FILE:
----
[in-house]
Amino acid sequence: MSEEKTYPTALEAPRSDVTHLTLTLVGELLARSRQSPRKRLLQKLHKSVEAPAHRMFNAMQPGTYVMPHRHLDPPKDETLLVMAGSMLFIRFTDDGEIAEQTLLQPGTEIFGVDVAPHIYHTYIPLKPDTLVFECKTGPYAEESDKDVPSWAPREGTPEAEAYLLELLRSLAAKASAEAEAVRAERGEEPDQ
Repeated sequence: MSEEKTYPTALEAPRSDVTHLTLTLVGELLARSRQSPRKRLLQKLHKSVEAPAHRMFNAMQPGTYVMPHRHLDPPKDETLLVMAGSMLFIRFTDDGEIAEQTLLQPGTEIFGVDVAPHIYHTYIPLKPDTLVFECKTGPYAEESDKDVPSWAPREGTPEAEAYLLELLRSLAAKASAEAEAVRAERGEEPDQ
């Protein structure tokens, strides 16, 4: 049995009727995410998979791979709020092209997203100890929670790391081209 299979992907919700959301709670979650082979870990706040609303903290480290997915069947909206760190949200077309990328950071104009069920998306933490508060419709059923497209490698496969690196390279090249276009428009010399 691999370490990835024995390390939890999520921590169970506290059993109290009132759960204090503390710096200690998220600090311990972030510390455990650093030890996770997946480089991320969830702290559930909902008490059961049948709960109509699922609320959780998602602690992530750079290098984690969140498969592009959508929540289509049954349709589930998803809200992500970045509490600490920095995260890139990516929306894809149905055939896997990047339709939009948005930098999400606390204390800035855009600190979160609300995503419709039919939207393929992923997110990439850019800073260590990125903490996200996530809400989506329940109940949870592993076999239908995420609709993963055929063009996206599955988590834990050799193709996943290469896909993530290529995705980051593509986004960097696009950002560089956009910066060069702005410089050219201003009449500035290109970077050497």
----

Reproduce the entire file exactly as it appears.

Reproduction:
[in-house]
Amino acid sequence: MSEEKTYPTALEAPRSDVTHLTLTLVGELLARSRQSPRKRLLQKLHKSVEAPAHRMFNAMQPGTYVMPHRHLDPPKDETLLVMAGSMLFIRFTDDGEIAEQTLLQPGTEIFGVDVAPHIYHTYIPLKPDTLVFECKTGPYAEESDKDVPSWAPREGTPEAEAYLLELLRSLAAKASAEAEAVRAERGEEPDQ
Repeated sequence: MSEEKTYPTALEAPRSDVTHLTLTLVGELLARSRQSPRKRLLQKLHKSVEAPAHRMFNAMQPGTYVMPHRHLDPPKDETLLVMAGSMLFIRFTDDGEIAEQTLLQPGTEIFGVDVAPHIYHTYIPLKPDTLVFECKTGPYAEESDKDVPSWAPREGTPEAEAYLLELLRSLAAKASAEAEAVRAERGEEPDQ
């Protein structure tokens, strides 16, 4: 049995009727995410998979791979709020092209997203100890929670790391081209 299979992907919700959301709670979650082979870990706040609303903290480290997915069947909206760190949200077309990328950071104009069920998306933490508060419709059923497209490698496969690196390279090249276009428009010399 691999370490990835024995390390939890999520921590169970506290059993109290009132759960204090503390710096200690998220600090311990972030510390455990650093030890996770997946480089991320969830702290559930909902008490059961049948709960109509699922609320959780998602602690992530750079290098984690969140498969592009959508929540289509049954349709589930998803809200992500970045509490600490920095995260890139990516929306894809149905055939896997990047339709939009948005930098999400606390204390800035855009600190979160609300995503419709039919939207393929992923997110990439850019800073260590990125903490996200996530809400989506329940109940949870592993076999239908995420609709993963055929063009996206599955988590834990050799193709996943290469896909993530290529995705980051593509986004960097696009950002560089956009910066060069702005410089050219201003009449500035290109970077050497």